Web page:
[Photo via The American Library Association's photostream]
The annual American Library Association wrapped up its annual meeting yesterday and, as the above photo suggests, there was abundant graphic novel programming and presence. Our own Torsten Adair was there, and he blogged of many things, like the Dabel Brothers’ new imprint, Sea Lion Books:
Oh, and some BIG news. The Dabel Brothers have a new business, titled Sea Lion Books. Three initial authors: L. A. Banks, Richelle Mead, and…
(let me but it up in lights so you won’t miss it…)
Yeah, my jaw dropped. That’s a BIG name, an author who writes regular literary fiction, not some author known for genre work. Then they showed the book cover:
Yes. THAT book. A book which has been been in print since 1987, and still sells tremendously (currently #316 among all books on BN.com). A book translated into 67 languages, and which has sold over 41 million copies worldwide.
What else… Supposedly OverDrive, one of the leading companies providing digital books to libraries and retailers, has signed an agreement with Marvel and Tokyopop. (I heard this secondhand, that OverDrive announced this at their luncheon today.) Now, I’ve seen that they’ve offered ebook versions of some of Marvel’s and Tpop’s titles since April 2010. Searching the web, I see certain issues available via public libraries. OverDrive requires an account to see the entire selection of titles, so I can’t see much beyond the link above. It seems that the content is available, but only for lending, not for direct sale. Perhaps today’s announcement will change that. Or maybe this is just a re-iteration of what they are already doing. I see single issues from Marvel, not graphic novels, although Marvel could easily bundle them together. I wonder how much they charge the libraries?
The Official Blog of the Public Library Association reported on a presentation covering the Brooklyn Library’s success with graphic novels:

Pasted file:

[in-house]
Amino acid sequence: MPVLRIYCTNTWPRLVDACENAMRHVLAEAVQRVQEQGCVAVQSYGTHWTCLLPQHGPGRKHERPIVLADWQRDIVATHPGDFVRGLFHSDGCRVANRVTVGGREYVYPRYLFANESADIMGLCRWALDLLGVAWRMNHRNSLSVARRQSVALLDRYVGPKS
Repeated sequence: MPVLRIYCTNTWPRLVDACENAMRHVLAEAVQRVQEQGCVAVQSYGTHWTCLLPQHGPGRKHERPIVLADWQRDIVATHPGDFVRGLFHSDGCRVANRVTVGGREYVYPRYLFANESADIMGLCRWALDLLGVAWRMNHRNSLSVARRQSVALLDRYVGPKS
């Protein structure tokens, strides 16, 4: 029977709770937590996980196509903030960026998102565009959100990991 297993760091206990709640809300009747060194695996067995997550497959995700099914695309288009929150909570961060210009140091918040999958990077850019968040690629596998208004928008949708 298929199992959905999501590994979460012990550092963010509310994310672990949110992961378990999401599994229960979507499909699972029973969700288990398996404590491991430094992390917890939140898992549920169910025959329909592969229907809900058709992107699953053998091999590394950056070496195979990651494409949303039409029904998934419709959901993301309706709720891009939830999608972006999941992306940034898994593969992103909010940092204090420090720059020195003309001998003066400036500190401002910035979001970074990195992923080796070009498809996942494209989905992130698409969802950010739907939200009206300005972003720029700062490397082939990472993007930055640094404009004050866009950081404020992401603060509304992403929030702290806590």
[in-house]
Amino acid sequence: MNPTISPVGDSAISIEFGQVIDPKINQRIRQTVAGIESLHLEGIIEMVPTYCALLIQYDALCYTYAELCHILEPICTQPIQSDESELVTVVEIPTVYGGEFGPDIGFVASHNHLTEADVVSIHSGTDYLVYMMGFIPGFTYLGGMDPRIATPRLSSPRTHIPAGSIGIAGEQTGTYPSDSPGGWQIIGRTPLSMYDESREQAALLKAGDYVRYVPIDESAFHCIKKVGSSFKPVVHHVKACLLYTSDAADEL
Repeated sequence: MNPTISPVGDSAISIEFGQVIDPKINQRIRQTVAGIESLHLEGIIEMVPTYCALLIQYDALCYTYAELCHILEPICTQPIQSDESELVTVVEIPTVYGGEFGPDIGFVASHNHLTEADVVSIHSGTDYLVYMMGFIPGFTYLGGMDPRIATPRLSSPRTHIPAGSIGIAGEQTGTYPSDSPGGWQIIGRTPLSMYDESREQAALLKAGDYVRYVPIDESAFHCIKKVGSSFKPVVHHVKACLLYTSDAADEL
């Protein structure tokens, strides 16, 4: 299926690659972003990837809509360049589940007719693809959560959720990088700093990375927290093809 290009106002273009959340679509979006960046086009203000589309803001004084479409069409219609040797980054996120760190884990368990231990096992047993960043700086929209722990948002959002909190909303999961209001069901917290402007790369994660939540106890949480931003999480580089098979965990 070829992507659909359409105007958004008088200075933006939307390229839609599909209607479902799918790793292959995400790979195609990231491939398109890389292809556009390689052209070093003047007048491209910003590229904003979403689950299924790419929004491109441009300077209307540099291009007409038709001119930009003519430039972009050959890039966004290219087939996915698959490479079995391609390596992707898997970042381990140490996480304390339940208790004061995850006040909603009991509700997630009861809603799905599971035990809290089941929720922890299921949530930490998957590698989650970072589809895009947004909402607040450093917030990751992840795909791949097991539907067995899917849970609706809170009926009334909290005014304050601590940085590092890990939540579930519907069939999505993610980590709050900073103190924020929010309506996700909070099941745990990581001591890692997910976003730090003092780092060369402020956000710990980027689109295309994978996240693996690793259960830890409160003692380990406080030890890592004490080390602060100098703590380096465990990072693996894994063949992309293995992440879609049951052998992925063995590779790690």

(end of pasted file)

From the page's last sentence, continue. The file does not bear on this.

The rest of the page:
The “cost/circ ratio” is simply the cost of a book divided by the numbers of times it has circulated. In the Central Library’s young adult collection, graphics had better value for their dollar investment than even high-interest titles such as the Twilight and Harry Potter series.
However, this formula is not meant to be used as a weeding tool. “Instead of weeding, do some seeding,” Zabriskie suggests. The high circulation numbers of graphic novels can allow libraries to keep less popular materials without sacrificing circulation statistics. The classics, for example, may never be circulation blockbusters, but they should be available when patrons need them: they are “part of our identification as libraries,” notes Zabriskie.
Colleen Doran was there:
Had tea today with Barry Lyga, and went over many details on the new book. I am delighted with his reaction to my prelims. The prelims for the book are complete, though there’s a handful I will redo for my own good. This book is not only going to be very entertaining for the reader, it is very entertaining for me. It’s such a great pleasure to work on. Not to devalue any other projects I am doing, but this one is not so research intensive as my last couple of projects. And I am not inventing a new style or drawing technique as I often do.
Tina Coleman has more on the GN festivities:
Friday night featured a Drink & Draw reception that pitted graphic novel luminaries such as Owly’s Andy Runton, Unshelved’s Bill Barnes and Gene Ambaum, American Elf’s James Kochalka, and more against each other in drawing pictures on the fly based on audience input.
Finally, at least for ONE librarian, the attention to the category was fruitful:
I have never really been into graphic novels before, but after their talks I just may check them out.